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Five exhilarating Netflix documentaries from 2017 – and the strange thing they have in common

This year Netflix doubled down on original productions, as they intend to do next year and – presumably – every year from now on, until roughly the end of time. The glut of 2017 content includes a handful of deeply compelling and topical documentaries.

Subjects, ideas and observations explored in these films keeping bouncing in my mind, crying out for further contemplation. The attention-grabbing public persona of Donald Trump is explored in two of the five documentaries listed below, each of which have recently arrived on the streaming giant.

In the era of Trump, the question is sometimes asked: can the President of the United States really be as belligerent and/or idiotic and/or careless as he seems? When the curtains are drawn and there are no cameras around, what kind of person is he? What is the true nature of his character?

But even these two documentaries partly about Trump transcend Trump. All explore fascinating themes involving character, performance and the subjective nature of truth. Here’s what they are, and why you should care.

Casting JonBenet

In Australian filmmaker Kitty Green’s spine-tingling experimental documentary Casting JonBenet, the director removed distinctions between auditions and ‘proper’ performances, and blurred the line between actors and subjects. Green explores in cunningly roundabout ways the 1996 murder – still unsolved – of six year-old beauty pageant star JonBenet Ramsey.

Local actors from Colorado audition to play members of the Ramsey family, not knowing that their auditions will form the backbone of Green’s ambitious project. Up there with the most thought provoking films of the year, the director explores how truth becomes narrative and narrative becomes legend, examining how people shape and order the details of other lives.

Get Me Roger Stone

I doubt any documentary has offered a better insight into the mindset and, for want of a better word, professional approach Donald Trump applies to politics than Get Me Roger Stone, co-directed by Dylan Bank, Daniel DiMauro and Morgan Pehme. Their focus is the shamelessly conniving titular political consultant, rather than Trump, though the point is made early on that to understand the mentality of the former – a long-time force in conservative politics – is to understand the behaviour of the latter.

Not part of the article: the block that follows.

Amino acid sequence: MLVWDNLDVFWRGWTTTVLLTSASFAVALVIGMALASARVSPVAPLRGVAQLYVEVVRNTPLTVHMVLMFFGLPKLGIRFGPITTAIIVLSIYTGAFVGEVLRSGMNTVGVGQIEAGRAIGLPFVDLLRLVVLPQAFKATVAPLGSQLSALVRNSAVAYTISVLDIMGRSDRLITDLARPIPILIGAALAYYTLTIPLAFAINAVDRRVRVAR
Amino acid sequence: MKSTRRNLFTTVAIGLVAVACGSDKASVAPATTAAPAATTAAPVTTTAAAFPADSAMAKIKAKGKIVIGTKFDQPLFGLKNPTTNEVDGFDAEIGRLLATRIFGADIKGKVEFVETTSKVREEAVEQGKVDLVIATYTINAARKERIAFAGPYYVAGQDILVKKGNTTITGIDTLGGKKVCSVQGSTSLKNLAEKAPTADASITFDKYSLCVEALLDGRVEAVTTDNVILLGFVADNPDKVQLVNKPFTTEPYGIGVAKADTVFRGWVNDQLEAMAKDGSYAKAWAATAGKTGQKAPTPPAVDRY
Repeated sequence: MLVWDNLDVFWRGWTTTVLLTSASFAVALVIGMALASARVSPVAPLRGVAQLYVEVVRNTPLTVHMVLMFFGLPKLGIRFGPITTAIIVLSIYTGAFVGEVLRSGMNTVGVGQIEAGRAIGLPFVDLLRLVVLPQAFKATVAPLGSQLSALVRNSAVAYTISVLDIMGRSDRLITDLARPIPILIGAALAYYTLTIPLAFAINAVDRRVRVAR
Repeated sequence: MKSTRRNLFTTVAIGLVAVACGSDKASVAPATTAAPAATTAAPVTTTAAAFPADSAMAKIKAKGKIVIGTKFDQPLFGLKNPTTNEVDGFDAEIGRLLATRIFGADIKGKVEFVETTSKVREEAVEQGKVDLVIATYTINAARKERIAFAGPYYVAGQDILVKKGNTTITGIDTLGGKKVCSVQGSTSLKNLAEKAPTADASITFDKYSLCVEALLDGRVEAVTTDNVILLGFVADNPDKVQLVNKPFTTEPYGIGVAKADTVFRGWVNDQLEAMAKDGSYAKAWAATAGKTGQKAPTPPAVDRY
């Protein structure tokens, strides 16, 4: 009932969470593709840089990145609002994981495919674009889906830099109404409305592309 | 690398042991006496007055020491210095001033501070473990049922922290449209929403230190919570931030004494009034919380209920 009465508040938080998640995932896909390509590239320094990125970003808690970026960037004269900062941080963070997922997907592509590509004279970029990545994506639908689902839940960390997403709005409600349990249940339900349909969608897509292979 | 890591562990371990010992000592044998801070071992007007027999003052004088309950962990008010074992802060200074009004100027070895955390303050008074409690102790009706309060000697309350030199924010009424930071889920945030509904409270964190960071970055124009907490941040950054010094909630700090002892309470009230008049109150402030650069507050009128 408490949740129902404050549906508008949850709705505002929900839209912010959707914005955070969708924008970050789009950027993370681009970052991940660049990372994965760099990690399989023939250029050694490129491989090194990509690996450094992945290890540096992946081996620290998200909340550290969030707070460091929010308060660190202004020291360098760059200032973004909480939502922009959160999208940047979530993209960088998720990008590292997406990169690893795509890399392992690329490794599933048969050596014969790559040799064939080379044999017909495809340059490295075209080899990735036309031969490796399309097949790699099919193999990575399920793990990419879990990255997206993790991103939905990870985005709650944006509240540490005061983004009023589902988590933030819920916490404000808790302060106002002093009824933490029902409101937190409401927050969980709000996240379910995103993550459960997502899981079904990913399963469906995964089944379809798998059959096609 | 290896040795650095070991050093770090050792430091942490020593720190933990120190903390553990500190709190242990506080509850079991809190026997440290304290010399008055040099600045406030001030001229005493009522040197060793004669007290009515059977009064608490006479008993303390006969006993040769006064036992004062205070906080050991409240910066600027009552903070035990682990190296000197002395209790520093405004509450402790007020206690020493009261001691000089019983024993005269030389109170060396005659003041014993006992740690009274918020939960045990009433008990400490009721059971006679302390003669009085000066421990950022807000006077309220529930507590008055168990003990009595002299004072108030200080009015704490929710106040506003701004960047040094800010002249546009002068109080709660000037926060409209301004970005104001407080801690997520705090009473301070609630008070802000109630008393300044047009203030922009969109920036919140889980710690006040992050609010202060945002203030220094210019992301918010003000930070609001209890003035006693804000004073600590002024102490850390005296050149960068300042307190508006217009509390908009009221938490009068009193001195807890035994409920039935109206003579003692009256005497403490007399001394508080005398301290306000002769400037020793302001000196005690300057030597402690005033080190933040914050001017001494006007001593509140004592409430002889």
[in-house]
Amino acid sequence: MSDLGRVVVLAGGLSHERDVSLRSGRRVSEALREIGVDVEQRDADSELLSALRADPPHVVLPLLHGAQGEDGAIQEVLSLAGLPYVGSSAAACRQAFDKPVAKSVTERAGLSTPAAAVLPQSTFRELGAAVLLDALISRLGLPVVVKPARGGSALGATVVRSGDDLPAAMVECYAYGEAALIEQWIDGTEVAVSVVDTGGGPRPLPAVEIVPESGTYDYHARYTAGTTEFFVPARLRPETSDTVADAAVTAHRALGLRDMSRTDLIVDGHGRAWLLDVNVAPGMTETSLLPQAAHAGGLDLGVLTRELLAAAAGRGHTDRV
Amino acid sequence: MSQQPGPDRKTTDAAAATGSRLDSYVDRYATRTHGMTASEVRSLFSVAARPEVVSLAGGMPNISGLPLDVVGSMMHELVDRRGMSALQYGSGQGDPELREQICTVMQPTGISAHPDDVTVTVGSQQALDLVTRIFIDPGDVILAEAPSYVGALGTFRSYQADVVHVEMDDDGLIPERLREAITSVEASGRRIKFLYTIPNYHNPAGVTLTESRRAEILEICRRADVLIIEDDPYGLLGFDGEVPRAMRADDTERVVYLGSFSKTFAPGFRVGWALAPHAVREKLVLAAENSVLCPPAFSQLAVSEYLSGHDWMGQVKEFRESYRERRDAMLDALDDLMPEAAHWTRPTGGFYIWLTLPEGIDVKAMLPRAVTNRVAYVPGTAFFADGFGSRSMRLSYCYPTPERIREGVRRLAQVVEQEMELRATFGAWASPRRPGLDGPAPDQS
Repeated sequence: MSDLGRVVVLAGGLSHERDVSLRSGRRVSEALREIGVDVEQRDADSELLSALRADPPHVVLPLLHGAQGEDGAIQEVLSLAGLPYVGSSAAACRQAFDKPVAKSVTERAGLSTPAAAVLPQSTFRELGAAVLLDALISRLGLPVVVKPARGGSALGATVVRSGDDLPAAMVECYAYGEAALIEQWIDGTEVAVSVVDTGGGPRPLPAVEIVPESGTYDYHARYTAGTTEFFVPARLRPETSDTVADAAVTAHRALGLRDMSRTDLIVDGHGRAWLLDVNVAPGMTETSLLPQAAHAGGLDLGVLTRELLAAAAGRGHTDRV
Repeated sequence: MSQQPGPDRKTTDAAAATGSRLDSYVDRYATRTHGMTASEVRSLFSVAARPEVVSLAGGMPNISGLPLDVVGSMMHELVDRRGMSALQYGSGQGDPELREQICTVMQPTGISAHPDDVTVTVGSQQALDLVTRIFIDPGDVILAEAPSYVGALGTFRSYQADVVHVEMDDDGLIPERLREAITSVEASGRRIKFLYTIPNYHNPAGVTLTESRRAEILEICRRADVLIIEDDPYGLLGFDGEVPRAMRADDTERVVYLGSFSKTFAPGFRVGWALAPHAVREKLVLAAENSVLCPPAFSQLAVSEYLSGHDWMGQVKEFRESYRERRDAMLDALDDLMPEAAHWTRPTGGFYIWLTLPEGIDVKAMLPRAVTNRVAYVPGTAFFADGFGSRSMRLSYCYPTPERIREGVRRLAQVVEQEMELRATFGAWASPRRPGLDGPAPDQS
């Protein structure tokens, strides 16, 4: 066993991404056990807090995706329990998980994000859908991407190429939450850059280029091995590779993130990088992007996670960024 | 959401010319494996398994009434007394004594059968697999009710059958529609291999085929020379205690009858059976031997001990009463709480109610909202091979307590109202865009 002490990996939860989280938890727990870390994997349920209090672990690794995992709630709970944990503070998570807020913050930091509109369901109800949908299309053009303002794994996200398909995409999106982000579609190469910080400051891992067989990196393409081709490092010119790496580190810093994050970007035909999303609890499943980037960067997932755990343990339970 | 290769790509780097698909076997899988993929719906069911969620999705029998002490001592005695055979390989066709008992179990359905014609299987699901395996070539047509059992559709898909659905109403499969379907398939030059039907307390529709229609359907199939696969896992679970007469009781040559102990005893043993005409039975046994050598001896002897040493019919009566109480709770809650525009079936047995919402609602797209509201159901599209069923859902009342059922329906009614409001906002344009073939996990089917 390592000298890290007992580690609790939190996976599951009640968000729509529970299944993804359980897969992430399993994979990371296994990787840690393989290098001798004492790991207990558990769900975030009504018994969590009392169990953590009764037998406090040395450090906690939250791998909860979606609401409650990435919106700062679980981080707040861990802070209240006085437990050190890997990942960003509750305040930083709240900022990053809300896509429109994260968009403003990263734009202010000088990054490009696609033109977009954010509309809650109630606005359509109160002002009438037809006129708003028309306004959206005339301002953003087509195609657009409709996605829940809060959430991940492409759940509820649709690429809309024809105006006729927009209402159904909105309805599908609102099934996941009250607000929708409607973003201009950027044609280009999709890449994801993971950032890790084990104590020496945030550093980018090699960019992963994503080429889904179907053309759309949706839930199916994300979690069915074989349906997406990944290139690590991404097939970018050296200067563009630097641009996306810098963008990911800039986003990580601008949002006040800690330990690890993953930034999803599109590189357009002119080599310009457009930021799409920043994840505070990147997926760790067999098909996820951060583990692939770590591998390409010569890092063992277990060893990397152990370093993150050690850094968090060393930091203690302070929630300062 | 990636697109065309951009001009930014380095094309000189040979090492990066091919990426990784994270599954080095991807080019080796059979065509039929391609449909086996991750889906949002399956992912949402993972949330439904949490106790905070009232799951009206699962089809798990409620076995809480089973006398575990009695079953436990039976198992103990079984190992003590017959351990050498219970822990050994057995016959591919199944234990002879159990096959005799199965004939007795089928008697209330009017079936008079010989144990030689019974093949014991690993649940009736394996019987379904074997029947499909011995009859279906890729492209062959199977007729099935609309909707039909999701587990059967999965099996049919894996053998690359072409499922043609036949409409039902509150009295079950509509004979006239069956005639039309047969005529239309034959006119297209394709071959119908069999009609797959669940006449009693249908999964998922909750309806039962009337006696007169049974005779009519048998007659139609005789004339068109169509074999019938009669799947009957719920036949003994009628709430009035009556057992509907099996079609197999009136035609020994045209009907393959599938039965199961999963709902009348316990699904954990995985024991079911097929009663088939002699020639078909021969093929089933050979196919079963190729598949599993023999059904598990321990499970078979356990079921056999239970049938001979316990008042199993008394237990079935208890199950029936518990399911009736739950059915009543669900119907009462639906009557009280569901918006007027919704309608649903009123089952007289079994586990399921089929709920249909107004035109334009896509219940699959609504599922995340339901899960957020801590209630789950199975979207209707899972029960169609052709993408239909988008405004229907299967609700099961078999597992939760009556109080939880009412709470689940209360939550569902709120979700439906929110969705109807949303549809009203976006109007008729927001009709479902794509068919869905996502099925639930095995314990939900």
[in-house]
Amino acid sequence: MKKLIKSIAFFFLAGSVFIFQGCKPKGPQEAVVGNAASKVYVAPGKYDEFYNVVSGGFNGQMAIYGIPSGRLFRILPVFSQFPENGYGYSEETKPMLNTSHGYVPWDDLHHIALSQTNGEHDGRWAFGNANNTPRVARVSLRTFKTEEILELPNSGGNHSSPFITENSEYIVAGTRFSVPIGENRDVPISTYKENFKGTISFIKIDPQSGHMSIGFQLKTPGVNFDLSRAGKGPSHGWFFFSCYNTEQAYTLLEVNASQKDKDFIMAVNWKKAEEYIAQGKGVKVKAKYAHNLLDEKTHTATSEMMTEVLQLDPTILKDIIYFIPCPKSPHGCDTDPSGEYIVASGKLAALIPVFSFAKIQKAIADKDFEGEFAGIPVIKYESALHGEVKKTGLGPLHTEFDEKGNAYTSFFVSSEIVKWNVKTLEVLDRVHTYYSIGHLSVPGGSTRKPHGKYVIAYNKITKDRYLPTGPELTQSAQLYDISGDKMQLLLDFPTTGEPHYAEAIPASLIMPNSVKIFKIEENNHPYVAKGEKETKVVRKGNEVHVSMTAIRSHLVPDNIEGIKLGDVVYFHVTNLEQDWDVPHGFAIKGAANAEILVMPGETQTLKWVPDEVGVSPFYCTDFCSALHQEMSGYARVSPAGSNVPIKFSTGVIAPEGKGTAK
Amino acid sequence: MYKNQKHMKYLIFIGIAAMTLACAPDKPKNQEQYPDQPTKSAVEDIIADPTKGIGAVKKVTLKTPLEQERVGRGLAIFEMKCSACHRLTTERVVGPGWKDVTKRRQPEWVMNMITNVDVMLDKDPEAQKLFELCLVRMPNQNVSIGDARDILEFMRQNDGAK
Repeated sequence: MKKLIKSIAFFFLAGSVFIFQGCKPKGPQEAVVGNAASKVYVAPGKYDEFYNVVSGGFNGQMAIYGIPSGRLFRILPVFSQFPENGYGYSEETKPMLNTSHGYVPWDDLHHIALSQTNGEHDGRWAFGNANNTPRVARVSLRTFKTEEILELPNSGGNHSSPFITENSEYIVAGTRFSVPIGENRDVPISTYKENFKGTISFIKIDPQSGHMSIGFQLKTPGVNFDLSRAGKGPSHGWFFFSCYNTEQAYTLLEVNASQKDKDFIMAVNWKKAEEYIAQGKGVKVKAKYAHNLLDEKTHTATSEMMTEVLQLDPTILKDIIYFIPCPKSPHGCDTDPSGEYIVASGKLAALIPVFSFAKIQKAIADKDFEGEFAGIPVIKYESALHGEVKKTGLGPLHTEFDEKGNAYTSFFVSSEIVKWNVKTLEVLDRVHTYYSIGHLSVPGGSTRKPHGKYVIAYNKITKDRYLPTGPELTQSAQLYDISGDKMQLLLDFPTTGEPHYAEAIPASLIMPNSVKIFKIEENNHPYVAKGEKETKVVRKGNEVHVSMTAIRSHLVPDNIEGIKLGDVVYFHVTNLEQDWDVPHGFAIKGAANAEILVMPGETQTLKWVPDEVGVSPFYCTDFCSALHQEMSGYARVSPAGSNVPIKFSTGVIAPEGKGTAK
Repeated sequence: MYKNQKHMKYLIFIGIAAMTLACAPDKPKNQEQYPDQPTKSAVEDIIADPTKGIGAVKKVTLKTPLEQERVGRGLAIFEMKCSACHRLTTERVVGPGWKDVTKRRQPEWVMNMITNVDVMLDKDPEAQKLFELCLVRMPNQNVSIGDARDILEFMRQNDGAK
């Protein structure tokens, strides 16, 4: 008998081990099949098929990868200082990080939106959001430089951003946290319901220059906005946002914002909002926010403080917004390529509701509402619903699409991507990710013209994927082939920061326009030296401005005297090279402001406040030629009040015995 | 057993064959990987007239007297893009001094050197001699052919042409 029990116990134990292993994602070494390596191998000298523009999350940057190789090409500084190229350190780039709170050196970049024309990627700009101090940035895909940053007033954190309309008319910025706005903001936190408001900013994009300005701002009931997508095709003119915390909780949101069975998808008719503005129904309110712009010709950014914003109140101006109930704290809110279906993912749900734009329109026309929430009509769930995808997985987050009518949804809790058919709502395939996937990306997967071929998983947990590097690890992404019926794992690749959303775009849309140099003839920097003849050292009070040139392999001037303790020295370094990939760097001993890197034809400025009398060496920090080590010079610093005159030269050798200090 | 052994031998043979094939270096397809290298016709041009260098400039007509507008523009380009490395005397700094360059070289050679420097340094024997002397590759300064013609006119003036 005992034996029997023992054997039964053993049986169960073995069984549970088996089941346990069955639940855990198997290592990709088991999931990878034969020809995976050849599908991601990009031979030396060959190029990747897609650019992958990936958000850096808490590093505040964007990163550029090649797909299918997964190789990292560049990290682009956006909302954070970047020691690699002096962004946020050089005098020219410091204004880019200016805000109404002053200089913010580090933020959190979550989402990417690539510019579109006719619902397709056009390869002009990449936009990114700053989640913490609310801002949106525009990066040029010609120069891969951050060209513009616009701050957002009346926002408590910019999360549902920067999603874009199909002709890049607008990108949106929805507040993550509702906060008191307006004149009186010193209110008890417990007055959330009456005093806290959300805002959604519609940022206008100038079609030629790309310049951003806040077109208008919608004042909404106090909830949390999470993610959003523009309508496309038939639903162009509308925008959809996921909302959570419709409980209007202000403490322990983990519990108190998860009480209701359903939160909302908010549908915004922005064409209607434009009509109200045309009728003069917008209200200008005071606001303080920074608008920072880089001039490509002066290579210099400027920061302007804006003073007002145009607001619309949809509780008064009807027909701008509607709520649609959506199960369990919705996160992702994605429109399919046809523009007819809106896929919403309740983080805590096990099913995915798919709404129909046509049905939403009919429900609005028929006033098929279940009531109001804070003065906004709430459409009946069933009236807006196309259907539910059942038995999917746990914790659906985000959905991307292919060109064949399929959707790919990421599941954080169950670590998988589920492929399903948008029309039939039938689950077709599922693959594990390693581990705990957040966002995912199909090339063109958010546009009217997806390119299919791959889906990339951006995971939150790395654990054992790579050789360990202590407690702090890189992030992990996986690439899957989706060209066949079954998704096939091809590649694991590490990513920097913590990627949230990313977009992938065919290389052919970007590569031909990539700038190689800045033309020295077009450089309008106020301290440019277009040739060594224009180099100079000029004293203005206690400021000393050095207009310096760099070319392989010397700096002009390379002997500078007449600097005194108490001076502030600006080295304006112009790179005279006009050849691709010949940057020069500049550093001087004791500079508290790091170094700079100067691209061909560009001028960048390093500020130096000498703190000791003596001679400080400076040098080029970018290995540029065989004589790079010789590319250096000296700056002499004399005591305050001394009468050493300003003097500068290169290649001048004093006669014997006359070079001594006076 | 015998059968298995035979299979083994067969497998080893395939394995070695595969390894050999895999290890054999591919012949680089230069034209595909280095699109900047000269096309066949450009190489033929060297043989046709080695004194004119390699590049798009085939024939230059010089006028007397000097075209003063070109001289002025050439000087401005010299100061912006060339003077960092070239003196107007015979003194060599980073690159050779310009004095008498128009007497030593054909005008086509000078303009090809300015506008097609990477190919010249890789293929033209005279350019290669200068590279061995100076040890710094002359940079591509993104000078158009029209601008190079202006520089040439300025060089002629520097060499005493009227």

Stone and Trump view reality as fluid and malleable: means through which the truth can be rewritten as narratives that reinforce their own opinions and objectives. In the process they suppose not only that absolute truth does not exist – but that truth itself never matters. There has always been a element of this at play in politics, but witnessing it displayed so brazenly (such as when Trump claimed Barack Obama founded ISIS) feels like some kind of end game. How can personality politics possibly get any dirtier?

Voyeur

Like Casting JonBenet, this is a squeamishly compelling investigation. It explores the unconventional, er, hobby of a motel owner obsessed with spying on his guests. Co-directed by Myles Kane and Josh Koury, Voyeur is destined to find a long shelf life in university curriculums and to ignite debate in media ethics classes. The documentary is told in part from the perspective of the veteran and esteemed journalist Gay Talese, whose mastheads include The New York Times and Esquire magazine.

In his early 80s, with credentials any journalist would dream of, the seemingly unflappable, world-weary pencil pusher has seen it all before – or so he thinks. Gerald Foos, possibly the world’s greatest Peeping Tom, will remind him that one is never too old to be taught a thing or two. Foos and Talese jostle for control of the film as a tangled, stranger-than-fiction narrative spirals out of their control.

Nobody Speak: Trials of the Free Press

The strangest moment in director Brian Knappenberger’s exploration of how deep-pocketed elites can gag freedom of speech in America presents footage of Terry Gene Bollea – aka Hulk Hogan – testifying in court. Addressing the damage he suffered from a sex video (starring himself) published by Gawker, the now defunct gossipy website, the retired wrestler explains that while the video was bad for Terry, it was good for Hogan.

This weird, almost split personality contemplation of self leads to analysis of Donald Trump: particularly how some commentators rationalised his offensive remarks about women as emanating from his TV personality, not the “real” person. Those interested in the American media landscape will find Nobody Speak: Trials of the Free Press especially compelling.

Jim & Andy: The Great Beyond

Jim Carrey threw everything into his portrayal of the late American comedian Andy Kaufman in director Milos Forman’s 1999 biopic, Man on the Moon. But as the actor himself puts it in Jim & Andy: The Great Beyond, the real movie was “happening behind the camera.”

A candid and wide-ranging interview with Carrey, combined with previously unreleased footage of the actor running amok during filming, forms the core of director Chris Smith’s unusually captivating documentary. Just as Andy Warhol famously embraced the art in the ordinary, Kaufman did a similar thing with regards to performance – seeing performative elements in all aspects of human behaviour. Carrey takes that idea, runs with it, and ends up in some fascinating places.